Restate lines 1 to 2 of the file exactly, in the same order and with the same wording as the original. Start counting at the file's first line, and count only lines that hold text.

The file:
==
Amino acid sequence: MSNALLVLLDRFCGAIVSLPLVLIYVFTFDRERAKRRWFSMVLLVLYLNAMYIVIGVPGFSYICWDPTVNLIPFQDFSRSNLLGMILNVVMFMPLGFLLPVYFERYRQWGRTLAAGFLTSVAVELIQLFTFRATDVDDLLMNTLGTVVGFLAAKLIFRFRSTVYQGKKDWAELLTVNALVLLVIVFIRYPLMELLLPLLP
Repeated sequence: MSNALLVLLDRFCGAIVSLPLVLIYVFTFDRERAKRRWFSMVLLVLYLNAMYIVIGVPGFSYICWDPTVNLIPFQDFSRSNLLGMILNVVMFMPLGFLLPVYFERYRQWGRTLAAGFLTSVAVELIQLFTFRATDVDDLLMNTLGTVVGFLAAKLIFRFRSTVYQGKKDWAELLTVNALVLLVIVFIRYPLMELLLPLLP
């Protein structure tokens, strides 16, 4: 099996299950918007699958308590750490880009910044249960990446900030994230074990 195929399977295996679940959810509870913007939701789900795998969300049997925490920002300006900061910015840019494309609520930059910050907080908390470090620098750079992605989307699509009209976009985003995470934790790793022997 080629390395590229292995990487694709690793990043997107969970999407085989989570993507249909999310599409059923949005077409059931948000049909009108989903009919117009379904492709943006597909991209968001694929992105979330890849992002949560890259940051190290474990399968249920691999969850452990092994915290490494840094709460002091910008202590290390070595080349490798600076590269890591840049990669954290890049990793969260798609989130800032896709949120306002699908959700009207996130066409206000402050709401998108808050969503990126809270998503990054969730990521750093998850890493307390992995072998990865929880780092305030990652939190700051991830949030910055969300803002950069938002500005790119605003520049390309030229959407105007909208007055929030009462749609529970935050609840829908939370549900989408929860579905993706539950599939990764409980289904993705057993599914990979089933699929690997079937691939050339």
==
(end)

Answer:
Amino acid sequence: MSNALLVLLDRFCGAIVSLPLVLIYVFTFDRERAKRRWFSMVLLVLYLNAMYIVIGVPGFSYICWDPTVNLIPFQDFSRSNLLGMILNVVMFMPLGFLLPVYFERYRQWGRTLAAGFLTSVAVELIQLFTFRATDVDDLLMNTLGTVVGFLAAKLIFRFRSTVYQGKKDWAELLTVNALVLLVIVFIRYPLMELLLPLLP
Repeated sequence: MSNALLVLLDRFCGAIVSLPLVLIYVFTFDRERAKRRWFSMVLLVLYLNAMYIVIGVPGFSYICWDPTVNLIPFQDFSRSNLLGMILNVVMFMPLGFLLPVYFERYRQWGRTLAAGFLTSVAVELIQLFTFRATDVDDLLMNTLGTVVGFLAAKLIFRFRSTVYQGKKDWAELLTVNALVLLVIVFIRYPLMELLLPLLP